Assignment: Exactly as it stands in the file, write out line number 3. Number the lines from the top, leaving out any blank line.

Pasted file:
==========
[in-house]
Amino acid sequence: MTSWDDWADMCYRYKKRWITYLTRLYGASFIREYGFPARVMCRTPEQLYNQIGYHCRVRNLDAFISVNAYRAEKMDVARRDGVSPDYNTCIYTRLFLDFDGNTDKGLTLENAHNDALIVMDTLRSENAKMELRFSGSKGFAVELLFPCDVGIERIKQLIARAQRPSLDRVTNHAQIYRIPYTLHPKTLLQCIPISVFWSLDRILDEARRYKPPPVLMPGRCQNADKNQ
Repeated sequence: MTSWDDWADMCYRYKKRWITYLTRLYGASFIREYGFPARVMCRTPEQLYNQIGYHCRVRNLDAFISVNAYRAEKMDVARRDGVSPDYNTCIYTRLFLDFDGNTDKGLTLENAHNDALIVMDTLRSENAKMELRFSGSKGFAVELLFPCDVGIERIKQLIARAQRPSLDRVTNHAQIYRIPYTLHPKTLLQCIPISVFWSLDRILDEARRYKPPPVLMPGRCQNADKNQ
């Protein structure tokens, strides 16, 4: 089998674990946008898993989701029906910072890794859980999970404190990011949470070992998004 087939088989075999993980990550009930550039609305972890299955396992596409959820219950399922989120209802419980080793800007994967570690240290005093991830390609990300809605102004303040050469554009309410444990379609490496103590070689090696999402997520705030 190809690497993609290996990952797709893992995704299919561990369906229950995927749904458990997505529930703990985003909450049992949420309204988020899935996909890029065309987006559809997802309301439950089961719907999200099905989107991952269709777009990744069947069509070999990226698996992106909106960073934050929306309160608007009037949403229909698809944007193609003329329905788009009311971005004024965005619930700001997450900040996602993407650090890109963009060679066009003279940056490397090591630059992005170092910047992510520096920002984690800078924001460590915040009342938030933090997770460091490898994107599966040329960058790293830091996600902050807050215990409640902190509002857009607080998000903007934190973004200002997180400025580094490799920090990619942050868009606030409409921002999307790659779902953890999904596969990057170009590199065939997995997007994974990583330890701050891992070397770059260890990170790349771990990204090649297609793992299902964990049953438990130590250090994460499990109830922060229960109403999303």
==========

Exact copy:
Repeated sequence: MTSWDDWADMCYRYKKRWITYLTRLYGASFIREYGFPARVMCRTPEQLYNQIGYHCRVRNLDAFISVNAYRAEKMDVARRDGVSPDYNTCIYTRLFLDFDGNTDKGLTLENAHNDALIVMDTLRSENAKMELRFSGSKGFAVELLFPCDVGIERIKQLIARAQRPSLDRVTNHAQIYRIPYTLHPKTLLQCIPISVFWSLDRILDEARRYKPPPVLMPGRCQNADKNQ